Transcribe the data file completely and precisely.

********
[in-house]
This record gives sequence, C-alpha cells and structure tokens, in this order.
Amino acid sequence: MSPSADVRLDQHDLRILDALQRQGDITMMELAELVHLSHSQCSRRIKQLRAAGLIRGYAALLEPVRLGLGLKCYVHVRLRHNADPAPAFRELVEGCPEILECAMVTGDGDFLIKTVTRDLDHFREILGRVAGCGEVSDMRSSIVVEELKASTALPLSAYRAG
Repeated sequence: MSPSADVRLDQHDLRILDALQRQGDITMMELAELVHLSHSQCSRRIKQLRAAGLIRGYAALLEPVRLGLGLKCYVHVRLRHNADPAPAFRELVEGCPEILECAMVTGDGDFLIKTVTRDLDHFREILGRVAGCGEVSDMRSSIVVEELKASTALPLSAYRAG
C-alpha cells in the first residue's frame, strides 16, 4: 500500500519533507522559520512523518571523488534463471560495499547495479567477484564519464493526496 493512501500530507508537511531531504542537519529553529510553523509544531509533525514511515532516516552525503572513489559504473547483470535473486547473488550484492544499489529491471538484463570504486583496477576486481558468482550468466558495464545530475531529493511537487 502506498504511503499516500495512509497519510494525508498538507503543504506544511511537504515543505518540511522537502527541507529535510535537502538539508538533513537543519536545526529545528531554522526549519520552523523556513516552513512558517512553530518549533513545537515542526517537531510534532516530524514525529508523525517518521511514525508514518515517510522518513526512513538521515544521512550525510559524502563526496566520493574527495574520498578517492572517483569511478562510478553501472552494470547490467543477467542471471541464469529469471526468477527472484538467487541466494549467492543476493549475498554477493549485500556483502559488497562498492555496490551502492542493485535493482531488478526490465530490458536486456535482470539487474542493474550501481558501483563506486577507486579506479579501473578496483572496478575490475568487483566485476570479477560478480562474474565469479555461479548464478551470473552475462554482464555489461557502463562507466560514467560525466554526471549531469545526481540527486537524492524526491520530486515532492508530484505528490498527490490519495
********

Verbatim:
[in-house]
This record gives sequence, C-alpha cells and structure tokens, in this order.
Amino acid sequence: MSPSADVRLDQHDLRILDALQRQGDITMMELAELVHLSHSQCSRRIKQLRAAGLIRGYAALLEPVRLGLGLKCYVHVRLRHNADPAPAFRELVEGCPEILECAMVTGDGDFLIKTVTRDLDHFREILGRVAGCGEVSDMRSSIVVEELKASTALPLSAYRAG
Repeated sequence: MSPSADVRLDQHDLRILDALQRQGDITMMELAELVHLSHSQCSRRIKQLRAAGLIRGYAALLEPVRLGLGLKCYVHVRLRHNADPAPAFRELVEGCPEILECAMVTGDGDFLIKTVTRDLDHFREILGRVAGCGEVSDMRSSIVVEELKASTALPLSAYRAG
C-alpha cells in the first residue's frame, strides 16, 4: 500500500519533507522559520512523518571523488534463471560495499547495479567477484564519464493526496 493512501500530507508537511531531504542537519529553529510553523509544531509533525514511515532516516552525503572513489559504473547483470535473486547473488550484492544499489529491471538484463570504486583496477576486481558468482550468466558495464545530475531529493511537487 502506498504511503499516500495512509497519510494525508498538507503543504506544511511537504515543505518540511522537502527541507529535510535537502538539508538533513537543519536545526529545528531554522526549519520552523523556513516552513512558517512553530518549533513545537515542526517537531510534532516530524514525529508523525517518521511514525508514518515517510522518513526512513538521515544521512550525510559524502563526496566520493574527495574520498578517492572517483569511478562510478553501472552494470547490467543477467542471471541464469529469471526468477527472484538467487541466494549467492543476493549475498554477493549485500556483502559488497562498492555496490551502492542493485535493482531488478526490465530490458536486456535482470539487474542493474550501481558501483563506486577507486579506479579501473578496483572496478575490475568487483566485476570479477560478480562474474565469479555461479548464478551470473552475462554482464555489461557502463562507466560514467560525466554526471549531469545526481540527486537524492524526491520530486515532492508530484505528490498527490490519495